In this study, sensing films with different thicknesses were also prepared and the thickness effects on the time response performance were investigated. The thickness of each film was controlled by the speed of spin-coating. The sensing films with different thicknesses were fabricated by dropping and spinning at 2000, 1000 and 500 rpm, respectively. Subsequently, porous films with thicknesses of 5, 25 and 50 μm were obtained. The thicknesses of the thin films obtained were observed by FESEM, as shown in Fig. S8A–C (ESI). As the spinning speed increased from 500 to 2000 rpm, the thickness of the film decreased from 50 μm to 5 μm. Fig. S8D (ESI) shows the time responses of the sensor films with different thicknesses. It is apparent that the sensors’ response time became slower with the increase of film thickness, because for the thicker films the oxygen molecules need more time to diffuse out from the films. Therefore, the time response of the sensing film becomes slower with the increase of film thickness (Fig. S8D, ESI). All the above research results are in agreement with previous observations.11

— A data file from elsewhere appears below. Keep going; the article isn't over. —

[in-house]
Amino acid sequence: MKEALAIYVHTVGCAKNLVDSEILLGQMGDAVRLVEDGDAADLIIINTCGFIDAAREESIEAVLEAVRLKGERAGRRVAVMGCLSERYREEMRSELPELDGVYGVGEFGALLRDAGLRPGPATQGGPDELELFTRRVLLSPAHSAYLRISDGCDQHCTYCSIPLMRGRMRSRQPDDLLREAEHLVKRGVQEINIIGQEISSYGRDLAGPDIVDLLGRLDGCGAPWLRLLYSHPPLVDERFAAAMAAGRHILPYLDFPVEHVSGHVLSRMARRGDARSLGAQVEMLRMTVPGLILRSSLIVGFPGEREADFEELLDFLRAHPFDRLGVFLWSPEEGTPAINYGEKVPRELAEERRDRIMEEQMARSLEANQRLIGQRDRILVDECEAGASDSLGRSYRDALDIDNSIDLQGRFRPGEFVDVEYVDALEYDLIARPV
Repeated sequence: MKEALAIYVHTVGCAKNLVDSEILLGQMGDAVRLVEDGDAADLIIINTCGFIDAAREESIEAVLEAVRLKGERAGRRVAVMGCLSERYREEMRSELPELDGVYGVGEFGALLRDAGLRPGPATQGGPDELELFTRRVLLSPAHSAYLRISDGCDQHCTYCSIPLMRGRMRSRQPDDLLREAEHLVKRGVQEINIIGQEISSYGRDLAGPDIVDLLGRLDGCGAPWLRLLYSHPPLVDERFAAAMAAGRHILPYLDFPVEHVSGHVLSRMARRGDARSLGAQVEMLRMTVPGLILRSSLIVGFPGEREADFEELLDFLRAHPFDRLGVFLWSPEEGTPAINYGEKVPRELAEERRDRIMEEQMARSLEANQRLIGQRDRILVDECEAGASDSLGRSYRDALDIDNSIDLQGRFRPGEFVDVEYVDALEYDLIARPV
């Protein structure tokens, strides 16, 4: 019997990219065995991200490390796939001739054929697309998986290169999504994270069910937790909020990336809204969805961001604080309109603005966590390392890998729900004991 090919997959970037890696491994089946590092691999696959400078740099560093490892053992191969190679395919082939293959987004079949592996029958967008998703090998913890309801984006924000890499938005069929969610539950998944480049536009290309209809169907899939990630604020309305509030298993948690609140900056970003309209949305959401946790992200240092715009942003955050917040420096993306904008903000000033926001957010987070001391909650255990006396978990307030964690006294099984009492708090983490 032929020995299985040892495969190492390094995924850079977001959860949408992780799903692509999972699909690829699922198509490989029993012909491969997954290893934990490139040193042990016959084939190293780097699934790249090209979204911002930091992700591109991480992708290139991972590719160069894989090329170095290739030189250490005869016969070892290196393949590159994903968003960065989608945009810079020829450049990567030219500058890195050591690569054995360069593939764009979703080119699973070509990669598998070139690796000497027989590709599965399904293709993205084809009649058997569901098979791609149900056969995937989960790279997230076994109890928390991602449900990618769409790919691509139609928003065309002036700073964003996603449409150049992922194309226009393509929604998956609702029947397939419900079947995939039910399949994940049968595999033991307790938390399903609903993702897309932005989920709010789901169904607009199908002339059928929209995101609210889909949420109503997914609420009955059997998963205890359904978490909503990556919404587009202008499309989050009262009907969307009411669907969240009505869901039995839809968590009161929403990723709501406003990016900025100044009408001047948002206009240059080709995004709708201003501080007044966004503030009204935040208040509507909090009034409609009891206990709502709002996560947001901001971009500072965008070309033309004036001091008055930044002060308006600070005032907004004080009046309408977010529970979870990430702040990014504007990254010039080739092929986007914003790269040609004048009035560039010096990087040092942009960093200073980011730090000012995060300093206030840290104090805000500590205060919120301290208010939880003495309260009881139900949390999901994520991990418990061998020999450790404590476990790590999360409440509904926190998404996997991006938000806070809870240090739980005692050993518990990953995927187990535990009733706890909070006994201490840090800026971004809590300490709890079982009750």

To illustrate the potential biological applications of the POSS-containing copolymer sensor films, the kinetics of oxygen consumption during the enzymatic oxidation of β-D-glucose was used as a model reaction to evaluate the as-prepared sensor. In experiments, the β-D-glucose solution was added to a quartz cuvette and the concentration of β-D-glucose was set as 0.2 M. Then, the TPMA-PtTPP-POSS sensor film was plugged in the cuvette. To conduct the reaction, 0.1 mL of GOx solutions with concentrations of 50, 100, 200, 400 and 600 U mL−1 was added to the test solutions, respectively. Emission measurements were taken every 0.01 s at a maximum emission peak of 660 nm with an excitation wavelength of 405 nm. All the reactions were conducted at room temperature. From the fluorescence kinetics data illustrated in Fig. 5A, the fluorescence kinetics intensities of the sensor film rapidly increased with increasing GOx concentration in the aqueous solution, corresponding to a higher catalytic reaction efficiency and faster consumption of DO in the β-D-glucose solution. The more rapid fluorescence enhancement was observed when a higher concentration of GOx was introduced into the β-D-glucose solutions, matching well with the fact that DO is more rapidly consumed with increased GOx concentration. Additionally, information on DO concentration can be obtained from the fluorescence intensities through the luminescence quantification method as provided in Fig. 5B. From the above perspectives, the POSS-containing copolymer sensor film, which exhibited highly durable and reusable superiorities, can be suitable for integration into biological systems (cell culture, etc.) for the real-time monitoring of oxygen concentrations. It is worthy of being generalized and applied.